Denver Flash Mob Offers Organized Chaos

Latest Trend Spurred by Internet

Denver Flash Mob
••• A flash mob performs the "Time Warp" dance in front of Coors Field on Saturday. Photo © Nina Snyder, licensed to

DENVER -- Up to 80 people gathered outside Coors Field on Saturday and showed off some dance moves to "Time Warp" from the soundtrack to "The Rocky Horror Picture Show." Clad in Colorado Rockies T-shirts, the participants blended in with the crowd until bursting into a seemingly spontaneous dance.

The dancers were not moved to exuberance by the upcoming baseball game, but were instead part of an organized "flash mob." The organizers of the event disseminated instructions and dance videos beforehand, and participants gathered covertly before the event at Union Station as part of a group called Denver Flash Mob.

According to the group's website, the term "flash mob" was coined in 2003 and refers to "a group of people who organize on the Internet and then quickly assemble in a public place, do something bizarre, and disperse."

Denver Flash Mob co-founder Eric Rosenberg, 26, said flash mobs are "an interesting cultural phenomena that started in New York... They are fun for the sake of fun. A lot of people get caught up in their busy lives and forget to have fun."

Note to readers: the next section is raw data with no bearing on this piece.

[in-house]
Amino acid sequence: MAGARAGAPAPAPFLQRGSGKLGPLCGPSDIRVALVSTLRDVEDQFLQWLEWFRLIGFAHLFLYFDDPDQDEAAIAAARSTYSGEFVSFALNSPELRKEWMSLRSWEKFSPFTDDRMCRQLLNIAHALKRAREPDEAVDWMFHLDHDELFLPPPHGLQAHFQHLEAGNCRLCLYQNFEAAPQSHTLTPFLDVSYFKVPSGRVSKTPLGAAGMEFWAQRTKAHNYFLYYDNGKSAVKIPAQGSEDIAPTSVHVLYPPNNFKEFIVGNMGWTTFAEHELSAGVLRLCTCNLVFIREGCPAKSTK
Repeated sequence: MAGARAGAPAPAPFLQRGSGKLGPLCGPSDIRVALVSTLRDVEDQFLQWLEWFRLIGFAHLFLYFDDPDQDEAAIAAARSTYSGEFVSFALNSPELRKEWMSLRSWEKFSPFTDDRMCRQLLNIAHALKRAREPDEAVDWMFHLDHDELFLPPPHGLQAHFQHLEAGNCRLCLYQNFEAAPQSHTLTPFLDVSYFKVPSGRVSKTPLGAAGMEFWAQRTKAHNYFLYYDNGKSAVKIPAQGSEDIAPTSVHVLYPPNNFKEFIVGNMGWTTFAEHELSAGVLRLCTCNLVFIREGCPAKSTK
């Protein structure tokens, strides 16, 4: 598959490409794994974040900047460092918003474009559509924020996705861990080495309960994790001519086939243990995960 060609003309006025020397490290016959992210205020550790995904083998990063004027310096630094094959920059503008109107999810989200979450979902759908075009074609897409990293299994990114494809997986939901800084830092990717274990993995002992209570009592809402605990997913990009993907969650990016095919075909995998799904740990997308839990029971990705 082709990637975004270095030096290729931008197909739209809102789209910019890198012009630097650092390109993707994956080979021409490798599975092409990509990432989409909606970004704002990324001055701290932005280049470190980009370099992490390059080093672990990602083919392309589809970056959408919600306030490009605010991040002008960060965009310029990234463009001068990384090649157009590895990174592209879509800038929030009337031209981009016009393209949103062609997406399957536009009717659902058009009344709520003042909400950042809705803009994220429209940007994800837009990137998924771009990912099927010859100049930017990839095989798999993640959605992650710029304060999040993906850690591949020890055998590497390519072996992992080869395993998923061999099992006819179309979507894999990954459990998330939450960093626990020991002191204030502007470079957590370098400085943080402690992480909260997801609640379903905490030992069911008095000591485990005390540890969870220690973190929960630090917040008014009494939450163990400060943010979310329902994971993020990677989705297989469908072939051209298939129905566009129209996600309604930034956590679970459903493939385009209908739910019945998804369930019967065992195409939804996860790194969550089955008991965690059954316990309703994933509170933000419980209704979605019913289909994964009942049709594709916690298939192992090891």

Rosenberg joined forces with co-founder Rick Gold in 2010, and the duo's first flash mob was a dance at Cherry Creek Mall on the busiest shopping day of the year, Black Friday. Since then, the flash mob team has expanded to include Andrew Corliss, who serves as the marketing and communications coordinator for the organization.

"It's a great way to keep people active, get out of the house and have some fun," said Corliss, 22, who also said his family wasn't quite sure about his career path.

"My mom doesn't think this is a real job yet."

Information on the flash mobs is spread by word-of-mouth and a website, as well as social media sites such as Twitter and Facebook. Video clips of the flash mobs are also posted on YouTube afterwards for participants to enjoy their surreptitious fame.

The Internet helped two flash mob participants join the fray for the "Time Warp" flash mob.

Arvada realtor Kendra Lanterman, 28, said she had always wanted to do a flash mob. "I just Googled it because it was on my bucket list," said Lanterman. "I thought it would be super fun."

Lanterman was joined by her friend, Carolyn Romako, 25, who took time out from her studies at the Southwest Acupuncture College in Boulder to join the flash mob. Romako said practicing the "Time Warp" dance was not too difficult. "I did about half an hour today, but I've been going to Rocky Horror for the past 10 years, so I know it pretty well," Romako said.

Denver Flash Mob is also seeking corporate sponsors, but Rosenberg said he does not want to lose the free-spirited "mentality of people doing flash mobs." Red Star World Wear sponsored a flash mob this year, and handed out free pairs of sunglasses to the participants. "Everyone who participated got sunglasses, so everyone involved got a benefit," Rosenberg said.

For more information on Denver Flash Mob, visit their website, follow them on Twitter @DenverFlashMobb, or like their Facebook page.

 Nina Snyder is the author of "Good Day, Broncos," a children's e-book, and "ABCs of Balls," a children's picture book. Visit her website at